The government is drafting a law to ensure clean air -- keeping provisions to hold polluters, including companies and public agencies, accountable.
A draft copy of the proposed Clean Air Act says a convicted person can receive less than two years' imprisonment for first offence, and between two and 10 years' imprisonment for repeated offence.
The draft law, which incorporates 32 sections and some sub-sections, was shared with the media during a workshop at Hotel InterContinental Dhaka yesterday.
Ministry of Environment, Forest and Climate Change arranged the workshop to consult several aspects of the law with different stakeholders.
Sultan Ahmed, director general of the Department of Environment (DoE), said they are hopeful about enacting a timely law which will help ensure “clean air -- a necessity for good health”.
The draft copy has been discussed at different levels with stakeholders, he said, welcoming participants at the workshop.
Syeda Rizwana Hasan, chief executive of Bangladesh Environmental Lawyers Association -- which is a stakeholder in preparing the draft law -- said several countries have given emphasis on air pollution and also enacted extensive laws.
The law will be instrumental in safeguarding environment in Bangladesh, she hoped while presenting a paper on it.
A final copy of the draft law will be prepared within March. Before that, further opinions from stakeholders will be sought, she added.
As per section 25 (3) of the draft law, the DoE may order relocation, closure, suspension of development, construction or operation of stationary sources of air pollution until proper measures to protect the environment are put in place.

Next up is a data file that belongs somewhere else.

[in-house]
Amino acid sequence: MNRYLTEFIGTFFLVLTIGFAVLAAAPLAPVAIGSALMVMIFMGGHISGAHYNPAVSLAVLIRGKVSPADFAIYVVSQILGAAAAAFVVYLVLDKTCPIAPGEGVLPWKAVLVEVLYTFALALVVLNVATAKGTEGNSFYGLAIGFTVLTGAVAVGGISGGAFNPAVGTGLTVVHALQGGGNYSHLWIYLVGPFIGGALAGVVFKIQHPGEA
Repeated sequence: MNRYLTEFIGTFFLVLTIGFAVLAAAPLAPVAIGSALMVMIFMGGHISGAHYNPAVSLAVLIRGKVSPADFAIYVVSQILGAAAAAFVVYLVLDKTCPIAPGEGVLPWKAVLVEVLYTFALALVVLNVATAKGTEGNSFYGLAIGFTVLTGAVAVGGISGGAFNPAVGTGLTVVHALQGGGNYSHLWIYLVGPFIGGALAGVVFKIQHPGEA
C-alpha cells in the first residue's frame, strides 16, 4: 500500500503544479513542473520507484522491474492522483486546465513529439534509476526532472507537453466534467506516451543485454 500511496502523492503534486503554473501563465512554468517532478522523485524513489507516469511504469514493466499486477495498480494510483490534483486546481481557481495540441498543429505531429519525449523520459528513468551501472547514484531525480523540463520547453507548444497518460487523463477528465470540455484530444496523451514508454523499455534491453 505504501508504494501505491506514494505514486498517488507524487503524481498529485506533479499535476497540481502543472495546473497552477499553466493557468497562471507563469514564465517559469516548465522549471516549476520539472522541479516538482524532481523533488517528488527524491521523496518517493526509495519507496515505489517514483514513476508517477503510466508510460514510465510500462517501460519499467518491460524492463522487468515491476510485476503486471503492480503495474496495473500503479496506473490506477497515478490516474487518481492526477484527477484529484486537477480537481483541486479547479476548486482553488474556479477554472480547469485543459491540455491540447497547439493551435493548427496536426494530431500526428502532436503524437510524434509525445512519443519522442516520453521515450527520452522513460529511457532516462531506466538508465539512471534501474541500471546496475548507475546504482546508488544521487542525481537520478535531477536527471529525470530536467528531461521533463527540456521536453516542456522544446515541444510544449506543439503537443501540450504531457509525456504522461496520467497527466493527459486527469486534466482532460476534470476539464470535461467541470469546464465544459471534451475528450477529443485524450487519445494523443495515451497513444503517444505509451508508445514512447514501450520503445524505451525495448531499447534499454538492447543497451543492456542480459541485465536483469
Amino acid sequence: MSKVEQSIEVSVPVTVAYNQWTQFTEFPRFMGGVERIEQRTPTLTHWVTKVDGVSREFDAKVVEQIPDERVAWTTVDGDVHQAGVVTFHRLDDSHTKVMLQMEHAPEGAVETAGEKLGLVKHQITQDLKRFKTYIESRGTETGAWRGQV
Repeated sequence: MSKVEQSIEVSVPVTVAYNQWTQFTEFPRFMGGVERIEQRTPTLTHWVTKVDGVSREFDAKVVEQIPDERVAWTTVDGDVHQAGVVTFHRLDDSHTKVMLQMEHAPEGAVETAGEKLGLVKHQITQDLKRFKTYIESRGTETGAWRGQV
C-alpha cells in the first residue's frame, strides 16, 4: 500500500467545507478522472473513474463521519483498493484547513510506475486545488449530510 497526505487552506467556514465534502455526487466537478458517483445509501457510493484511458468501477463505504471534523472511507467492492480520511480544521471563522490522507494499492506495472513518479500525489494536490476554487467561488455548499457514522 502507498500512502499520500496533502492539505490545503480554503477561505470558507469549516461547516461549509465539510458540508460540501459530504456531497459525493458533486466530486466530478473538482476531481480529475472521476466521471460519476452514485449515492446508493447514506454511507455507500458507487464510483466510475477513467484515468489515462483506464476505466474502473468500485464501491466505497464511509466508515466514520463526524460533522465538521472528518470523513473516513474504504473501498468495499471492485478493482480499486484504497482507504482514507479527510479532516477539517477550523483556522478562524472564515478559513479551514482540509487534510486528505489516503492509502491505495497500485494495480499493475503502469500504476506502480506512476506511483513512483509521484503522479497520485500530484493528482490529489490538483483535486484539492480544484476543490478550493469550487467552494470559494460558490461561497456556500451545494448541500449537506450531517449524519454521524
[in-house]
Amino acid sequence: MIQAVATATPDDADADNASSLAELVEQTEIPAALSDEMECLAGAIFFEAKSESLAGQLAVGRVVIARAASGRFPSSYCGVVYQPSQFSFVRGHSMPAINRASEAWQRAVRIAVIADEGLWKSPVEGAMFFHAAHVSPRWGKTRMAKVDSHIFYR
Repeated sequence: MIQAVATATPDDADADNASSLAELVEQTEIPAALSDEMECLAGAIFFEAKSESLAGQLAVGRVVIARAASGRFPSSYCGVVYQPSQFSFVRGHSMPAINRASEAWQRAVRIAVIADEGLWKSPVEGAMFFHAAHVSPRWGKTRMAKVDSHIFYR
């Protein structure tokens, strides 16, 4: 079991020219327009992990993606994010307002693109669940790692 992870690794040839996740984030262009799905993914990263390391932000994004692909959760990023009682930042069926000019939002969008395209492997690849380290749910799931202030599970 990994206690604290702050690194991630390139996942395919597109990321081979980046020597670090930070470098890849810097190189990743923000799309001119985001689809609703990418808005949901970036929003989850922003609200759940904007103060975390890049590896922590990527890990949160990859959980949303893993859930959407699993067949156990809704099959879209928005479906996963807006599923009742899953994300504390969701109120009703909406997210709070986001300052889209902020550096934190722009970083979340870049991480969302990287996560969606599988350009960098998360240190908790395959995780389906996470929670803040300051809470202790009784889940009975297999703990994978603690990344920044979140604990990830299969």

A stationary source punished by the DoE under section 25 (3) shall face permanent closure if it's found guilty for a third offence.
Section 7 of the draft law says the government may, by notification in the official gazette, declare an area “critical (non-attainment) or special control area”.
An Air Pollution Control Advisory Council comprising of 29 members will be constituted by the government with the environment, forests, and climate change minister as its chairperson, says section 11 (1) of the draft law.
The DoE shall be the primary agency responsible for implementing measures concerning air quality and the implementation of the act, says section 14 (1).
As per section 15, an annual National Air Quality Status Report will be prepared by DoE.
As per section 26 (1), where an offence under this act has been committed by a company, every person who was directly in charge of the conduct of business of the company shall be deemed guilty.
As per section 27 (1), where an offence under this act has been committed by any agency of the government, the head of the agency shall be deemed guilty of the offence.
Addressing the workshop as chief guest, Environment, Forest and Climate Change Minister Md Shahab Uddin said maintaining a balance between development and safe environment is a major challenge for the present government.
“If biodiversity is not maintained alongside development then we will fall behind in achieving sustainable development goals within 2030,” he said.
Saber Hossain Chowdhury, chairman of the parliamentary standing committee on environment, forest and climate change, said the country's air quality reaches “critical stage” during dry season, from October to March.
The law should be passed in the parliament before dry season begins, he said.
Prof Md Ali Ahammad Shoukat Chowdhury of Buet, which is helping in preparing the draft law, among others, also spoke at the workshop.